Europe

EU seven-year budget adopted by MEPs in Strasbourg

MEPs in European Parliament - file pic
Image caption MEPs voted after many months of tough budget negotiations

The European Parliament has given final approval to the EU's long-term budget for 2014-2020.

The 960bn-euro (£805bn; $1.3tn) budget cuts real spending for the first time.

The real-terms cut of 3.5% - or 35bn euros - particularly affects EU spending on Europe's poorer regions, a policy area called "cohesion".

There was no cut in EU funds for research, humanitarian aid and border controls. In future it will be easier to switch funds between budget areas.

The budget - called the Multiannual Financial Framework (MFF) - was adopted by 537 votes to 126. Most of the opposition came from Eurosceptics, the European Left bloc and the Greens.

A political deal on the MFF was reached with EU governments in June, but MEPs bargained for certain conditions, which were finally included in the plan:

  • Greater flexibility on switching budget funds;
  • EU to retain unspent budget funds, rather than returning to national governments
  • extra money for 2013 to cover outstanding bills in the current EU budget;
  • and a review of the EU's "own income" resources - that is, EU funds raised directly through taxes, rather than as contributions from national governments.

Major trans-national infrastructure projects, help for poorer regions and agricultural subsidies remain the largest areas of EU spending.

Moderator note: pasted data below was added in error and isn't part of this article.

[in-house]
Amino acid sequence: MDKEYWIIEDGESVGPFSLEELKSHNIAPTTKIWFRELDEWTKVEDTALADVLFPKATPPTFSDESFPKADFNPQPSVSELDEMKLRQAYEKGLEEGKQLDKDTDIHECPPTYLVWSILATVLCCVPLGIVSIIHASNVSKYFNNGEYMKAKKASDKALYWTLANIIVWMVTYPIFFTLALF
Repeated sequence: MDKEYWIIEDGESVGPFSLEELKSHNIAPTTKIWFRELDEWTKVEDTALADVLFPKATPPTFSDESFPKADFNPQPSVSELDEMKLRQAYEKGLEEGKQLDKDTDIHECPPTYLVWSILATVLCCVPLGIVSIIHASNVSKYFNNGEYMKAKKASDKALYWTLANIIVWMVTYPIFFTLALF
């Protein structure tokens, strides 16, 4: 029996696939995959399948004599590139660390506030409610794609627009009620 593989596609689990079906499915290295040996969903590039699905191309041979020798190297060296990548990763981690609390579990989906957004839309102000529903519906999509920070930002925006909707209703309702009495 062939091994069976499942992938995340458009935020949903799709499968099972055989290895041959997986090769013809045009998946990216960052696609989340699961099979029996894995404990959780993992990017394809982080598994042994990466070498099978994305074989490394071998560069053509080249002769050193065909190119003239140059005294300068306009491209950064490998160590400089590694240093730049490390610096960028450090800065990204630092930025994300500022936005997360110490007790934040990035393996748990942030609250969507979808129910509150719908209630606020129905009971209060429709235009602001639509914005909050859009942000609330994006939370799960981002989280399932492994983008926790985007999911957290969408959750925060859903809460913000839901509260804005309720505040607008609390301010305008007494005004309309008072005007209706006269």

The EU budget is equivalent to 1% of the 28 member states' total Gross National Income (GNI - a measure of total economic activity).

In a separate development, the EU's top court - the European Court of Justice - ruled against a 1.7% staff pay rise which the European Commission had requested.

The level of EU staff salaries and pensions has been frozen since 2011 and the court saw no reason to change that. Its ruling upheld the view of a majority of EU governments - jointly called the Council - who decided that EU remuneration should reflect the budget austerity imposed by national governments on their own administrations.

The UK Treasury welcomed the ECJ ruling. Treasury Economic Secretary Nicky Morgan said that "as a result of this case, in which the UK played a leading role, Europe's governments have stopped the unjustifiable increases to EU salaries and pensions for 2011.

"When governments and families across Europe are taking difficult decisions to make savings, it would be wrong and irresponsible for the EU to not show similar restraint," he said.

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